ADVA Optical noted in a blog post that “network edge devices are frequently connected over untrusted networks, including the Internet.” Since the Spectre and Meltdown security breach, the telecommunications industry is homing in on security issues and threats; and multi-access edge computing (MEC) does have some security weak points.
A brief definition of MEC is computing that transpires at the network’s edge. Local sources — such as a cell phone tower, a router, or a data center — close to the end-user form the network’s edge. MEC solves issues regarding lower latency, offers a stable connection, and delivers real-time data transfer that’s now required for modern computing and connected devices. While it solves computing issues, it also has some pitfalls as well. ADVA Optical addresses those security issues. Review the security measures for MEC that ADVA Optical recommends.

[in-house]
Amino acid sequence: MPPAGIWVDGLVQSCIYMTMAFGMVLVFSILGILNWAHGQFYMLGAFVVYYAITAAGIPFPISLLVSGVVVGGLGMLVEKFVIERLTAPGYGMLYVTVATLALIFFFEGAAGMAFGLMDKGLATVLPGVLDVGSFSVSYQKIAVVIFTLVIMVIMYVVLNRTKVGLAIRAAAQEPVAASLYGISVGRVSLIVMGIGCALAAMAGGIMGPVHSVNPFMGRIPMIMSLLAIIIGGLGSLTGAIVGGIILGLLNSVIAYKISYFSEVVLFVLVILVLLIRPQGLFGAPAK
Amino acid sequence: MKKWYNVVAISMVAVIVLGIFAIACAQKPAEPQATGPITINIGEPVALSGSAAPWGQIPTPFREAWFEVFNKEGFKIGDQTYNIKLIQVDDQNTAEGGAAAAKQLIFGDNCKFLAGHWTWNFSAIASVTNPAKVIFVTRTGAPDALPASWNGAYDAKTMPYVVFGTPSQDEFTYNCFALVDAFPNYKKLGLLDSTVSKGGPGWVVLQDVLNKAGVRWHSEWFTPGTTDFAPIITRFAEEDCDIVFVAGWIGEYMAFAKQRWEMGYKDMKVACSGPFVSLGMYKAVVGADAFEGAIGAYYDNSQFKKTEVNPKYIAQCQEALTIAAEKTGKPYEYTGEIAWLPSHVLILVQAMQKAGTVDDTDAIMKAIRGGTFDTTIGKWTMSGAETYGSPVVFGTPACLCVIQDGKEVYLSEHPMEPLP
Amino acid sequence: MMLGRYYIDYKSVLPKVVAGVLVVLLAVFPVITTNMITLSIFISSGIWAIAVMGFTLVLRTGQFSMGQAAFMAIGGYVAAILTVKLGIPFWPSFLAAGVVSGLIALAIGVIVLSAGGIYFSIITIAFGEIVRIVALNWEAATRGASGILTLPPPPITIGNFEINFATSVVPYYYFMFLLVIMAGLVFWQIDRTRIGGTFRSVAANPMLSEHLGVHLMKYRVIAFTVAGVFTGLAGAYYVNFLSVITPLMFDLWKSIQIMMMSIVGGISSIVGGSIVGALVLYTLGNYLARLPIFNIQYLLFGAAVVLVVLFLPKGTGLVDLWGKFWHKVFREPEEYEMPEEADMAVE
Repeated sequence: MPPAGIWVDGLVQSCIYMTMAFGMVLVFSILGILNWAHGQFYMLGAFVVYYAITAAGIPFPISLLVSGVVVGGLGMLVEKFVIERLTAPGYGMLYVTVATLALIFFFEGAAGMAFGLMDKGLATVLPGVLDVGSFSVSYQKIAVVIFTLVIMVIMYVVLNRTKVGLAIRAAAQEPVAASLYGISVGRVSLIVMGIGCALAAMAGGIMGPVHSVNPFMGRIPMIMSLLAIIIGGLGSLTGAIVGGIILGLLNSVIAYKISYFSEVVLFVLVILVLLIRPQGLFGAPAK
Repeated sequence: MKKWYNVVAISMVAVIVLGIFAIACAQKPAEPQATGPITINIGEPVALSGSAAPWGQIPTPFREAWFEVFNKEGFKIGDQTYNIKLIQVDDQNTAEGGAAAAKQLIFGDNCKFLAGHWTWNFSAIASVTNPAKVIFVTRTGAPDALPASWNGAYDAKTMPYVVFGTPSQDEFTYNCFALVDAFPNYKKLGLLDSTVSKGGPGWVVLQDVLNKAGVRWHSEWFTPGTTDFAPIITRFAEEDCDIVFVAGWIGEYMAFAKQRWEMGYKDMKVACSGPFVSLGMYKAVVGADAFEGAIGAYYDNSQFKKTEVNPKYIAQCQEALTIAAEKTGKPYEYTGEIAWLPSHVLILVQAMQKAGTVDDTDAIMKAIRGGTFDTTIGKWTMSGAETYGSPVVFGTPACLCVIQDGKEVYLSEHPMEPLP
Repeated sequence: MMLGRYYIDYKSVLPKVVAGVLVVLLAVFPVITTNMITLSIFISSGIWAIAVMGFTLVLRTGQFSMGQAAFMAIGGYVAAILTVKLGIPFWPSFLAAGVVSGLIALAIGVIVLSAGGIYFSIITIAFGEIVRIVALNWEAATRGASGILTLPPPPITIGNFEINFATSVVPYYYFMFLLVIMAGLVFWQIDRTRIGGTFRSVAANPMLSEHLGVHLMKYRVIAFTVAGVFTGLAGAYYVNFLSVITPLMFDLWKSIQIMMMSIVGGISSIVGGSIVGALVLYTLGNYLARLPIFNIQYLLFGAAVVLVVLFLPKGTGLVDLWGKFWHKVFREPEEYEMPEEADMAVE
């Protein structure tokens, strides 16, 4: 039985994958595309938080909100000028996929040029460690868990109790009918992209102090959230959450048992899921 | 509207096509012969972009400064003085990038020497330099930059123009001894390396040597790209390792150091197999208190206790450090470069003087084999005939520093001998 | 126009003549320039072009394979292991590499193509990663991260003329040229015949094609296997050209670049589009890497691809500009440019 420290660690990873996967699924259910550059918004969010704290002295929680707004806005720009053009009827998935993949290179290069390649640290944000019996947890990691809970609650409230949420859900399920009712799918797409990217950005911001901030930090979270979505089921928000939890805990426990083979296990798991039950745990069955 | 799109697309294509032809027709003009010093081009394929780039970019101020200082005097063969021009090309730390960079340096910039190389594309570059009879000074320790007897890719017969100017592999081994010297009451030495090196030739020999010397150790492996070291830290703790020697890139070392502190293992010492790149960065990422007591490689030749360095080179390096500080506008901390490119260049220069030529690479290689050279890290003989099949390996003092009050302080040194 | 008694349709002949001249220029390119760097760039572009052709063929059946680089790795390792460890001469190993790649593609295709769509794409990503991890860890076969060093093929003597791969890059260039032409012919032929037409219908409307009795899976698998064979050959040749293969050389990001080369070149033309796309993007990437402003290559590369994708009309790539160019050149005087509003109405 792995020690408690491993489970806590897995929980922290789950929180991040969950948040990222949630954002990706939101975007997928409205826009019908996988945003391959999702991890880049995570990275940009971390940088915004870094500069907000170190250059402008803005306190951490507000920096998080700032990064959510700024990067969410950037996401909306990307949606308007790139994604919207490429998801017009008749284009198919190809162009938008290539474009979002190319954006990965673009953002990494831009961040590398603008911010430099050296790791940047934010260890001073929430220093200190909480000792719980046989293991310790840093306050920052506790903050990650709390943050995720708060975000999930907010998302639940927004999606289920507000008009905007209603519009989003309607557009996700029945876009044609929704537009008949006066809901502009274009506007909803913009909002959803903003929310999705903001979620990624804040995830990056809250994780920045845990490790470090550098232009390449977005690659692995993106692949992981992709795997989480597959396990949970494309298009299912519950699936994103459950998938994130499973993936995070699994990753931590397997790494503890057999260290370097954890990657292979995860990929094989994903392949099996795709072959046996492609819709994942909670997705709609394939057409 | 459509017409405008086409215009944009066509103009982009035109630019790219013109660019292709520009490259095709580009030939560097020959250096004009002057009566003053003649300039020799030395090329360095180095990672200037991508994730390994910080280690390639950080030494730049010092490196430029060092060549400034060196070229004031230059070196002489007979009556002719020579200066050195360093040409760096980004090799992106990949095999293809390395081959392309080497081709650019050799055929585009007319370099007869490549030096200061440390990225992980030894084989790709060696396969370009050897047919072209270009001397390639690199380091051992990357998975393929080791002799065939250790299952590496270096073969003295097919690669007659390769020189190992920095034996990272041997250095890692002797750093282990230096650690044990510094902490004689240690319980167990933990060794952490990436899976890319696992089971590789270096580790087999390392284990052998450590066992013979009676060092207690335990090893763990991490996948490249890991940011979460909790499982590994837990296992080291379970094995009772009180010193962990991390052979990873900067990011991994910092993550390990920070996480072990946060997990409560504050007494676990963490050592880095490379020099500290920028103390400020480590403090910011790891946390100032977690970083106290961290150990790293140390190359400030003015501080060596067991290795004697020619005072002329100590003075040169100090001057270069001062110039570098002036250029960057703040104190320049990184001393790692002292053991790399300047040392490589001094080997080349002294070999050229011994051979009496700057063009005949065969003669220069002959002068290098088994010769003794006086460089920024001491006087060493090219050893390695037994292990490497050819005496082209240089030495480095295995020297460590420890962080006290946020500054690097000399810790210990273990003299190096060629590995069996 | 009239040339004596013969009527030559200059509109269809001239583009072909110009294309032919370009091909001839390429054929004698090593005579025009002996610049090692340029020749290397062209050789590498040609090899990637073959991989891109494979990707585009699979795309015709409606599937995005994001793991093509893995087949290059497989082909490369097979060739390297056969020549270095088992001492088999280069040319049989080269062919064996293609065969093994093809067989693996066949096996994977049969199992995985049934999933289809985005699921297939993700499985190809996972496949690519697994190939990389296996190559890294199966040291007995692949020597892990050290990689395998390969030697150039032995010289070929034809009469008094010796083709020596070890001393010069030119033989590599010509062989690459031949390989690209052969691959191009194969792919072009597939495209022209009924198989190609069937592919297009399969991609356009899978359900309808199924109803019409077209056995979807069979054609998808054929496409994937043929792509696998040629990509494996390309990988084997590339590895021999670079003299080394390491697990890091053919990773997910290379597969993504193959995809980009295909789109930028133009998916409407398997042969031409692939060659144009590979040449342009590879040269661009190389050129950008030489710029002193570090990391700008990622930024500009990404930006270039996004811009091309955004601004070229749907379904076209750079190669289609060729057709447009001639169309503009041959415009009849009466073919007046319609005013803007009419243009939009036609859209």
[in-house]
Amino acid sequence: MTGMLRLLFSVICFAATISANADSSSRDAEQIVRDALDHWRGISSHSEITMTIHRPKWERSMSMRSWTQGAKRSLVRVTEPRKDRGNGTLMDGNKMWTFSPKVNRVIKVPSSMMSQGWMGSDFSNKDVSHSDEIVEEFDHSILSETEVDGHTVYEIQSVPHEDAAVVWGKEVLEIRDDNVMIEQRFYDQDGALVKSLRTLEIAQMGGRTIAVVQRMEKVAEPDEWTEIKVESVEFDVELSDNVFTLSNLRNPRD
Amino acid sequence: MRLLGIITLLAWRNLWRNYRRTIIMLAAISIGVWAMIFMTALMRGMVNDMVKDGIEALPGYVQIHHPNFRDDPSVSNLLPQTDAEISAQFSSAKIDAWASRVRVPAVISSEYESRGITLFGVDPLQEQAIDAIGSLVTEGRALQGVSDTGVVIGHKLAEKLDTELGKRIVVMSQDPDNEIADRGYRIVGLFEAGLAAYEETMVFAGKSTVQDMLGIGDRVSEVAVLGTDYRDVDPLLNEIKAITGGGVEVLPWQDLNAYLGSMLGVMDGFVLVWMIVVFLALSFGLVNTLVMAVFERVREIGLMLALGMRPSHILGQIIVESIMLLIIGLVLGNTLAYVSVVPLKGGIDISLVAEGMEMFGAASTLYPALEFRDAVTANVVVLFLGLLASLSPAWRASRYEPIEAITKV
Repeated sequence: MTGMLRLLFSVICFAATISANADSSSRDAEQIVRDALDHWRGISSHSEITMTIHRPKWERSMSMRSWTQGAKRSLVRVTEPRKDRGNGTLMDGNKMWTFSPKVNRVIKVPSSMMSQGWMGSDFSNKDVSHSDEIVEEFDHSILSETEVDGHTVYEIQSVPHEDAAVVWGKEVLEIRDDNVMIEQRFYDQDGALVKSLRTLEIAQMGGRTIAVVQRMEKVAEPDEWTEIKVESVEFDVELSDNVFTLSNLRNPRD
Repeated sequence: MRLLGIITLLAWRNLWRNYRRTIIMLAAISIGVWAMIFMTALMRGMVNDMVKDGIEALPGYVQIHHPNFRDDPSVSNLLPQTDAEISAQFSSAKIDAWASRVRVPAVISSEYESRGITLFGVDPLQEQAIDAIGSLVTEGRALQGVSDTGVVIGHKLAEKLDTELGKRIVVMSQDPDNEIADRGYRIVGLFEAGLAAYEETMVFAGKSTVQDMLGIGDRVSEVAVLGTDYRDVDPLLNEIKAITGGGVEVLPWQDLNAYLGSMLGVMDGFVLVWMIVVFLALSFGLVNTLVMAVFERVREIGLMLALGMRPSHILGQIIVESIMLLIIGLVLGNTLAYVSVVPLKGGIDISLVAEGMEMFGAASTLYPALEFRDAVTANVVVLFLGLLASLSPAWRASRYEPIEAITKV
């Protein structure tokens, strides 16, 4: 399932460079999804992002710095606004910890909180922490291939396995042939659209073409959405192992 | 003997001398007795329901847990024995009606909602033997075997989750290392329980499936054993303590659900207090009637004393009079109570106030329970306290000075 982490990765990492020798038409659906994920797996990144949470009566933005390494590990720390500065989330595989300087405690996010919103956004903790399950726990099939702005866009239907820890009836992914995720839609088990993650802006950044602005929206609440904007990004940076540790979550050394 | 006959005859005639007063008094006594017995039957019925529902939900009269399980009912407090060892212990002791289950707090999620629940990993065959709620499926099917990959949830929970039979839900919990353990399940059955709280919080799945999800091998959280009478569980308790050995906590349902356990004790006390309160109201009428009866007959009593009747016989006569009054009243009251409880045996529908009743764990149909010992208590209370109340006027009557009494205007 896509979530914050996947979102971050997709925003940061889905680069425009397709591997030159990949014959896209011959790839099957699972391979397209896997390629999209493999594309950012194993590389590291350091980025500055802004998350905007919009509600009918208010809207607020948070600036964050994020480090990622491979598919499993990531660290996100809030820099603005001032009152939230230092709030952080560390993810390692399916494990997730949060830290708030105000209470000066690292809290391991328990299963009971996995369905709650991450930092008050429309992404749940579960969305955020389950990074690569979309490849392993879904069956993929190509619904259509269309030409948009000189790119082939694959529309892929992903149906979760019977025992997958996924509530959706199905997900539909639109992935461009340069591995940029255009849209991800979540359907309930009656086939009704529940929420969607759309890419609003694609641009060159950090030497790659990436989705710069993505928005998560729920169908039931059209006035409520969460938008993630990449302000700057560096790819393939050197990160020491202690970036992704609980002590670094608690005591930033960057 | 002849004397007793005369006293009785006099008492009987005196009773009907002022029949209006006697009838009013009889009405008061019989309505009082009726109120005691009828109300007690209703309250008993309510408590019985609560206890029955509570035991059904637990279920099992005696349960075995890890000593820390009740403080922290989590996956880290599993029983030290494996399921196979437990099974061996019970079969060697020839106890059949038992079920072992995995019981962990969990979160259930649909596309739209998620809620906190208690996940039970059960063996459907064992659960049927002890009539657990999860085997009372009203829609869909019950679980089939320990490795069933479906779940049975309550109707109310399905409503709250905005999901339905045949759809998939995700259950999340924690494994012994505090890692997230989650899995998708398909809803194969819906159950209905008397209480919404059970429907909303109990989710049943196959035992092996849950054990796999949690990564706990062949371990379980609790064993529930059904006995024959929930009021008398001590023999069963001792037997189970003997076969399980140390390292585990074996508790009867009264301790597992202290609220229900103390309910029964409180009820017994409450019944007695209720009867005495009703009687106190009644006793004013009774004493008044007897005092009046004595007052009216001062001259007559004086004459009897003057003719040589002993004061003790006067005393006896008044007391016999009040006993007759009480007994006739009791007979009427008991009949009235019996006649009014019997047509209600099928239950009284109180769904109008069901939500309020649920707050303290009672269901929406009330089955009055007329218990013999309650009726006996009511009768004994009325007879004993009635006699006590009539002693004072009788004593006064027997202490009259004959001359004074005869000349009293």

ADVA Optical’s MEC Security Advice:
In the same blog post as above, ADVA Optical suggests these following methods as ways to prevent security attacks. Firstly, separate the control plane from the virtual network functions (VNF) resources. The “closing of software entry points reduces the attack surface significantly,” the company explained. Secondly, only grant network edge access to trusted parties. And lastly, the company recommends a layered defense, with an emphasis on encryption.
ADVA Optical does mention how the company includes security measures in its product line offerings. Its MEC product FSP 150 ProVMe Series includes a technology ADVA Optical has named as ConnectGuard, which includes encryption, is tamper resistant, and it provides network isolation. ConnectGuard’s encrypts “across line speeds of up to 200Gbit/s and eliminates the need for stand-alone security equipment,” delivering a low-latency security solution to computing.